People who pass Pippen Lake and keep driving the Richardson Highway toward Valdez miss something spectacular. As you turn on the Edgerton Highway and start to drive down the hill, you can see a remarkable view of the Wrangell Mountains.
As my family and I were coming home from Anchorage with my sister, who was in Australia the past seven months, she couldn’t get over how beautiful the Wrangells were. She continuously exclaimed, “The mountains! Look at the mountains! I love Alaska!”
The mountains are only one thing that makes Kenny Lake scenery incredible.
Summer sunsets can illuminate the night sky, outlining the clouds with a vibrant shade of pink. On certain autumn nights the astonishing northern lights can be seen. Winter night skies are marvelous as you look up and see nothing but a sheet of stars.
Kenny Lake, once believed to be completely covered with water, is also home to multiple bluffs, the Tonsina River running to the south, the Copper River flowing to the north, Willow Creek, and many homesteaders’ fields.
The beauty of Kenny Lake isn’t just its physical appearance, but also the warm heart of the community.
Words cannot describe the willingness and generosity of the people. When August rolls around everyone knows what happens: the Kenny Lake Fair. Gathering volunteers to help set up, serve dinner, take down decor, make food, and clean the fairgrounds is never a problem. So many people give up their time to help, even if it’s just a little bit.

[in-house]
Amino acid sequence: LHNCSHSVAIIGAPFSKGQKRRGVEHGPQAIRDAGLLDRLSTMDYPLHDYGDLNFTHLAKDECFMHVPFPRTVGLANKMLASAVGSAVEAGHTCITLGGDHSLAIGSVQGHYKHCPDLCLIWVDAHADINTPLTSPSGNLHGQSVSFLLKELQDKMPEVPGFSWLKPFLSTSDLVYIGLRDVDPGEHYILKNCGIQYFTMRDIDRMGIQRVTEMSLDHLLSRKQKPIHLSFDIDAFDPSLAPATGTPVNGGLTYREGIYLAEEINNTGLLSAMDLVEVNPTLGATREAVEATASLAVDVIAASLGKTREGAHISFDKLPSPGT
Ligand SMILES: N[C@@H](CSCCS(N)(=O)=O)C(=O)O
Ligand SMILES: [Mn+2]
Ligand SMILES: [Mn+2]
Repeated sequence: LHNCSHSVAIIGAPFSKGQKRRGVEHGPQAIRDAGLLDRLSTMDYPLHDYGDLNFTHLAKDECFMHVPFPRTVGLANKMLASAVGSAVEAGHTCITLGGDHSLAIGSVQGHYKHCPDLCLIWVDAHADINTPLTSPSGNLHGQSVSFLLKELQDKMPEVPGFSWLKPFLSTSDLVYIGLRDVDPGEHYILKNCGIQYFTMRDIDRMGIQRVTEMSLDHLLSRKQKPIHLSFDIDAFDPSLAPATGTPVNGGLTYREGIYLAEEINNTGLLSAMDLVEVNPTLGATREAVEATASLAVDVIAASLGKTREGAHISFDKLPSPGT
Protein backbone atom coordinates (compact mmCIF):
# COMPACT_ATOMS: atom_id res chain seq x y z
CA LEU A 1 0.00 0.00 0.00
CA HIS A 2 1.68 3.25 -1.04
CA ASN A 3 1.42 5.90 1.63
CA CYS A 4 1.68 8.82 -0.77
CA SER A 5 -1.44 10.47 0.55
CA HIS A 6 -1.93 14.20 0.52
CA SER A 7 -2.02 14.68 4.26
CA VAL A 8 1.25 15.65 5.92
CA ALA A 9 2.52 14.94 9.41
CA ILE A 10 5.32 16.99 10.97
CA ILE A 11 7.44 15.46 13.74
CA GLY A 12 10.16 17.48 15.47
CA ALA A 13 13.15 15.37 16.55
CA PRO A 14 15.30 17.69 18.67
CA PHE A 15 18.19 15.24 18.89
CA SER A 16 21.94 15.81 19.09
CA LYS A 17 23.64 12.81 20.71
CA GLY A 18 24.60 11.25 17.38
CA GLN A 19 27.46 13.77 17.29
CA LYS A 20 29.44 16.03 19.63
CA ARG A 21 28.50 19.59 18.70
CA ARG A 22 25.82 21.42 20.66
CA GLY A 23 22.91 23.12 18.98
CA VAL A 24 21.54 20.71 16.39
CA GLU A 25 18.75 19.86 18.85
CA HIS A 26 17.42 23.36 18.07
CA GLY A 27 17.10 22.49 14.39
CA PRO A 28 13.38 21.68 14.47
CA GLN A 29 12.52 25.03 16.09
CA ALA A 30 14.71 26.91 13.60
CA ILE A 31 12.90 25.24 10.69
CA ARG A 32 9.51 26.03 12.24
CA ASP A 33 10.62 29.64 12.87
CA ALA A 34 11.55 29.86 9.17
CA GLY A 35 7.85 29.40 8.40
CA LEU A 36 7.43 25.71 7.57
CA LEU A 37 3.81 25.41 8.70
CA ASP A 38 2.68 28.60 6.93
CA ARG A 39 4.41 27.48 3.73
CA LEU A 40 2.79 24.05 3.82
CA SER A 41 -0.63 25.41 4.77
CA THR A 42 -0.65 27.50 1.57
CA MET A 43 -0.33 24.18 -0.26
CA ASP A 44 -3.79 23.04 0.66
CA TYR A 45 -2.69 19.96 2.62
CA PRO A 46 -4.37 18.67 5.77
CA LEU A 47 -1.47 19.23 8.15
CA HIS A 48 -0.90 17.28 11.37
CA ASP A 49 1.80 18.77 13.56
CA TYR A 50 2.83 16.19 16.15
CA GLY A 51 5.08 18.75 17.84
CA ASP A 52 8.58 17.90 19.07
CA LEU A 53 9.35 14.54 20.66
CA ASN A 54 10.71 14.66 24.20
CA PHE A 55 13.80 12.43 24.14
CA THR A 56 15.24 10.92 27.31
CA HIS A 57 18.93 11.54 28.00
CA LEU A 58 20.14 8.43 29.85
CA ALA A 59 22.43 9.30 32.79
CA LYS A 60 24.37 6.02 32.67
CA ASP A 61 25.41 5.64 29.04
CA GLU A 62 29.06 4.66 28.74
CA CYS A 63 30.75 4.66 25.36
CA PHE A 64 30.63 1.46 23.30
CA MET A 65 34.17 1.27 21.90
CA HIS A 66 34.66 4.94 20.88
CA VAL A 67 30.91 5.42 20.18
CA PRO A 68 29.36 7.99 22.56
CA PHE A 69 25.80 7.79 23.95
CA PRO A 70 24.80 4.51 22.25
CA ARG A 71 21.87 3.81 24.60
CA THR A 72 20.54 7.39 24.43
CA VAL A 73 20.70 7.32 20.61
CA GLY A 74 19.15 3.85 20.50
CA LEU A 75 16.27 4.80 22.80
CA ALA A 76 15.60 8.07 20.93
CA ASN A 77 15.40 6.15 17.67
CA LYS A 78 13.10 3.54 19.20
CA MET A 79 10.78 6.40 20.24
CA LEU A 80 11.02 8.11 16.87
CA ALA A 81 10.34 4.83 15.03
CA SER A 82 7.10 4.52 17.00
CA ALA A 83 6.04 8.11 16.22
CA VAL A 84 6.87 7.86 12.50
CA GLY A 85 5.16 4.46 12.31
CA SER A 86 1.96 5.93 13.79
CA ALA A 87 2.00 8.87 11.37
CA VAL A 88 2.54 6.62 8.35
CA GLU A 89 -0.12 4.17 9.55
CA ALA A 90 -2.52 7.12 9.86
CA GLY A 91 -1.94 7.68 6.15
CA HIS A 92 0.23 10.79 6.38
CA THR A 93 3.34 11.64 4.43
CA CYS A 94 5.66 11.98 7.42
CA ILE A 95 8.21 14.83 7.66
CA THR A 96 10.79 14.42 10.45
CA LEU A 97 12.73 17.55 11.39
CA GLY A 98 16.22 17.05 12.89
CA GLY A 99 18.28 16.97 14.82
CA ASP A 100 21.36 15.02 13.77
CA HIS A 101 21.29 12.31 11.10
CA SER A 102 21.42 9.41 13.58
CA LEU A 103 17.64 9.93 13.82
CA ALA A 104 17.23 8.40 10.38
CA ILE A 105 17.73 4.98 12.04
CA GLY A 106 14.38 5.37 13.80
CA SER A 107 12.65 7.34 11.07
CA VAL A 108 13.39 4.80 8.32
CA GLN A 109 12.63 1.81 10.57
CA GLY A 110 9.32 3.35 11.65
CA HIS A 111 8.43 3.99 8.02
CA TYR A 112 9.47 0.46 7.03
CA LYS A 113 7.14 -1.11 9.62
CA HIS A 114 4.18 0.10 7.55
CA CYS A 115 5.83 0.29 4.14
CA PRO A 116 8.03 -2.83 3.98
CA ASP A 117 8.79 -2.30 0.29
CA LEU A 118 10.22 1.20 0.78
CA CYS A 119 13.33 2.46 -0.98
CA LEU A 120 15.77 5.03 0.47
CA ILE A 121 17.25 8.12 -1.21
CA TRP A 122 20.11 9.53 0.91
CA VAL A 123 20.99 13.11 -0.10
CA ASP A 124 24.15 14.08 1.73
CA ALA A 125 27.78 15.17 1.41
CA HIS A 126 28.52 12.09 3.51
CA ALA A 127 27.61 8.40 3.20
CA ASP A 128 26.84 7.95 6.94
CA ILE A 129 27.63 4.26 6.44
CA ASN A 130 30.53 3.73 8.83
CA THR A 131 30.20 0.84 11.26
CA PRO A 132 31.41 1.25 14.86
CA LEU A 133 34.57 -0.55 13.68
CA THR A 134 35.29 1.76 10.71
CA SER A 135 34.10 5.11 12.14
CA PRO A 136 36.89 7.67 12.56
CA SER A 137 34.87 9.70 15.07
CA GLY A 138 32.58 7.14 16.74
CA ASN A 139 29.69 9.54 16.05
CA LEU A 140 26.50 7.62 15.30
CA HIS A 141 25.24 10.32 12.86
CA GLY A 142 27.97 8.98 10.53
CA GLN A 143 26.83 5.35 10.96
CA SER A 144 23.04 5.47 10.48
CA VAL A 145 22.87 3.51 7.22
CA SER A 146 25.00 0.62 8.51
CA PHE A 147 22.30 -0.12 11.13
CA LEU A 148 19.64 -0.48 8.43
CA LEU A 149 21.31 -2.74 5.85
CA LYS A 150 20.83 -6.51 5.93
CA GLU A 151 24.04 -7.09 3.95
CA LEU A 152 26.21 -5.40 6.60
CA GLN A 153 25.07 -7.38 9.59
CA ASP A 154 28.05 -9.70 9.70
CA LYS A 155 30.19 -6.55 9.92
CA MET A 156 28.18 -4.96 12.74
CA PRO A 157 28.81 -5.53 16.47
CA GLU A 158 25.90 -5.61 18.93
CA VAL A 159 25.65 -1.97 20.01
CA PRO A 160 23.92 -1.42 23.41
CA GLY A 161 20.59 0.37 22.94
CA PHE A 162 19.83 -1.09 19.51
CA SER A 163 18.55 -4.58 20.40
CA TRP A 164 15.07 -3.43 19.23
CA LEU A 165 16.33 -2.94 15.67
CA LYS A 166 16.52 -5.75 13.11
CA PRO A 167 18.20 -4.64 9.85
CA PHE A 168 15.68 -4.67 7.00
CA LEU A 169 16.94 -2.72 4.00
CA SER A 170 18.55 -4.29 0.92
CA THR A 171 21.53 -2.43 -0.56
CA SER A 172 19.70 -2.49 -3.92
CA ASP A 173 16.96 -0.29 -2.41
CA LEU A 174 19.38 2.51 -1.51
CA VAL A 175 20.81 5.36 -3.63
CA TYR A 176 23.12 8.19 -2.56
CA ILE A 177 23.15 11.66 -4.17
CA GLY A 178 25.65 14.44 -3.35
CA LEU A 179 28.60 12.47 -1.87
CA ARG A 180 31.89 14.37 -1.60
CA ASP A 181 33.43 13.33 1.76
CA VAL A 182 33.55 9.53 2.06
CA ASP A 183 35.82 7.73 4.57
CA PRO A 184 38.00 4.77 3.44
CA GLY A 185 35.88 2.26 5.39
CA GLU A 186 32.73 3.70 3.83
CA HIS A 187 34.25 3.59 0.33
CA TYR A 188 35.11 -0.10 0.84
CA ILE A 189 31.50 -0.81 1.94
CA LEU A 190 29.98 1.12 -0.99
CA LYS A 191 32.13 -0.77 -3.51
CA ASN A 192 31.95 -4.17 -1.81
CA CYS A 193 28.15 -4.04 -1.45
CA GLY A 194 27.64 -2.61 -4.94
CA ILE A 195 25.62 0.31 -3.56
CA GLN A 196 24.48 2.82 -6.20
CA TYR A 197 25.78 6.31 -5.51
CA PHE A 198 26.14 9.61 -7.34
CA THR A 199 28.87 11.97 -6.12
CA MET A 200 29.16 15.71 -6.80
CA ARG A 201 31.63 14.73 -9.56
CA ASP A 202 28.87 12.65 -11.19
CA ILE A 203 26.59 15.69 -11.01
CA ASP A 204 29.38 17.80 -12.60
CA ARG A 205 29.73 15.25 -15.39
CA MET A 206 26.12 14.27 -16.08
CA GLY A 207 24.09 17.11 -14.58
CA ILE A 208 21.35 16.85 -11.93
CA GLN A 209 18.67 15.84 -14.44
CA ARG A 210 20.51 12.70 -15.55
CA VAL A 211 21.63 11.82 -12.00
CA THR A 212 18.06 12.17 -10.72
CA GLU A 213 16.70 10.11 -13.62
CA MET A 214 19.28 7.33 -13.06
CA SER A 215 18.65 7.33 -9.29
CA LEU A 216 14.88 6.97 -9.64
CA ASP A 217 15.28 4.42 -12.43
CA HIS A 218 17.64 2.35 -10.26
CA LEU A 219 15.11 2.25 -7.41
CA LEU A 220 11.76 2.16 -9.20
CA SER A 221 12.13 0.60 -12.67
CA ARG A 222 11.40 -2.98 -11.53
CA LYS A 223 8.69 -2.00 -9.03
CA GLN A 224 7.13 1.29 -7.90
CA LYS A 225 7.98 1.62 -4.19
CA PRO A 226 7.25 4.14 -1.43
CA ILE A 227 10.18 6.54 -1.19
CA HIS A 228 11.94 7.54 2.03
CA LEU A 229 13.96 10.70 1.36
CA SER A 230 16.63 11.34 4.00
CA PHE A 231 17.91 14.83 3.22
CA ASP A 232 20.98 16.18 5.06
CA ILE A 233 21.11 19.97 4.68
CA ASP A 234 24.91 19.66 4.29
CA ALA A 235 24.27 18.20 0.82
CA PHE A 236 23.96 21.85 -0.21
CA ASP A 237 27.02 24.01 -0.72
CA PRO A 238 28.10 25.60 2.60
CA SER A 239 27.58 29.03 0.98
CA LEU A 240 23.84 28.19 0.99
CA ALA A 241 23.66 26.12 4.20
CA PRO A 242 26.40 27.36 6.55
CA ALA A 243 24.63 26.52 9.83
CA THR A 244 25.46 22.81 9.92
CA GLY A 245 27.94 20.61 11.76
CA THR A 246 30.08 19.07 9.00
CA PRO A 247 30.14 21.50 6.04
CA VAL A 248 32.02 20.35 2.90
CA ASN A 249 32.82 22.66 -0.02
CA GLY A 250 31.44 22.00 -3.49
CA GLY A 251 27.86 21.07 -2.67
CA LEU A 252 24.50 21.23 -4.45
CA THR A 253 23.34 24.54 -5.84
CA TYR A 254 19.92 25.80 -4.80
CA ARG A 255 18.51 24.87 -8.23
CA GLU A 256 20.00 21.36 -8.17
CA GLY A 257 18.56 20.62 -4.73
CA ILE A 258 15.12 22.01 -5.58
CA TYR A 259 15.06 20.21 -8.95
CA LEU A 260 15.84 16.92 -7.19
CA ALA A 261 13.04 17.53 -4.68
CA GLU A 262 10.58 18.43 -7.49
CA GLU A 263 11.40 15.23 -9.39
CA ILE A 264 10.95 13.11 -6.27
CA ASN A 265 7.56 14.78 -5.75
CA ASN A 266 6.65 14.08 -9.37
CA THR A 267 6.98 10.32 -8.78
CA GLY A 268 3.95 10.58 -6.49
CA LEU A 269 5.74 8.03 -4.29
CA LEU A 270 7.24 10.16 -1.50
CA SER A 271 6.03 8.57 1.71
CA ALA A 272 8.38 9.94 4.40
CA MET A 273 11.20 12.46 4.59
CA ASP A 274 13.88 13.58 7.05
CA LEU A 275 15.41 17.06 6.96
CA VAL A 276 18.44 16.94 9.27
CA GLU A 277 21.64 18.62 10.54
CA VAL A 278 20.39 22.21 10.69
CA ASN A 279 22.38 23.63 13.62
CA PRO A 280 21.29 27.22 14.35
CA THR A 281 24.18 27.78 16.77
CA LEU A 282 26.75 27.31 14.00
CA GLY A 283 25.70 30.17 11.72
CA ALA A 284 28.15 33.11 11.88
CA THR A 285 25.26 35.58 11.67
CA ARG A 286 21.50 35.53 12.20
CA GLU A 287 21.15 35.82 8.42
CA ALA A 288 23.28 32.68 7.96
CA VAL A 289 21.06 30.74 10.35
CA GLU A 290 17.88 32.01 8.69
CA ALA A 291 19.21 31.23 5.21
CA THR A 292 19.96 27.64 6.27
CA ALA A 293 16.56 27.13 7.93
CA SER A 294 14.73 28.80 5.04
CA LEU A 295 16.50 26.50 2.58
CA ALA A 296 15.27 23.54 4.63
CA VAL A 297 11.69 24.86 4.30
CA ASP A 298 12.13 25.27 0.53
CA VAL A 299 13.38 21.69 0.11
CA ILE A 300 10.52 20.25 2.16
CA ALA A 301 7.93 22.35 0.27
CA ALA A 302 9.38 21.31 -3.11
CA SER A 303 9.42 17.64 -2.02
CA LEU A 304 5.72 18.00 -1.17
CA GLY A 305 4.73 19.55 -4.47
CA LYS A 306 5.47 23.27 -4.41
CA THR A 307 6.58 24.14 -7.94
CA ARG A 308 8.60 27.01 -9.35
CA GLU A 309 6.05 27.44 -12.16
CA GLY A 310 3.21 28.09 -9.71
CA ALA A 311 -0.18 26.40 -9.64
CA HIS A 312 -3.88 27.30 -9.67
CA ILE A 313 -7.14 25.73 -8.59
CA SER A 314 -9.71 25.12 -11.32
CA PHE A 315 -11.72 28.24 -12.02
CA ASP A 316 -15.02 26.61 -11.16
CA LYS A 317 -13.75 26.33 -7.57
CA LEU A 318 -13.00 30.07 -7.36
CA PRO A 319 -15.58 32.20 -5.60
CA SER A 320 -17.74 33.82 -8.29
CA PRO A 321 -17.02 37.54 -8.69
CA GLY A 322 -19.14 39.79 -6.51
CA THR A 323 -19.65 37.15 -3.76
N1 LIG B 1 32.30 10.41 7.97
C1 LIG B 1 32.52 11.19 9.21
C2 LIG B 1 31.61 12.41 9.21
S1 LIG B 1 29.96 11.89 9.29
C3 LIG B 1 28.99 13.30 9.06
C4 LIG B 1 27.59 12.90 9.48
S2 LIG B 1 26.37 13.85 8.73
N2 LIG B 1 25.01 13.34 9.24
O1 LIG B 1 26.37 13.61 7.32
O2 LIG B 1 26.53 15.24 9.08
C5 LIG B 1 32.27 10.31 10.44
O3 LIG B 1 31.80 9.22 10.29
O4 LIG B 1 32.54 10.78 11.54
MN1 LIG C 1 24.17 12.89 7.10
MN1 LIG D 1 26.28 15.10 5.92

The community also comes together in times of loss. When my sister recently passed away, the love and support of the community was overwhelming. For the first two weeks we constantly had visitors stop by to comfort us. In addition during the first two weeks we had a hot dinner prepared for us by a different member of the community each night. Most people also said if there was anything that we needed, just give them a call.
From my experience and what other people have said, Kenny Lake is a special place.
I’m Kristi Knutson: 17, a senior, a third generation homesteader, and even though Kenny Lake is a place that most people don’t know exists, I call it home.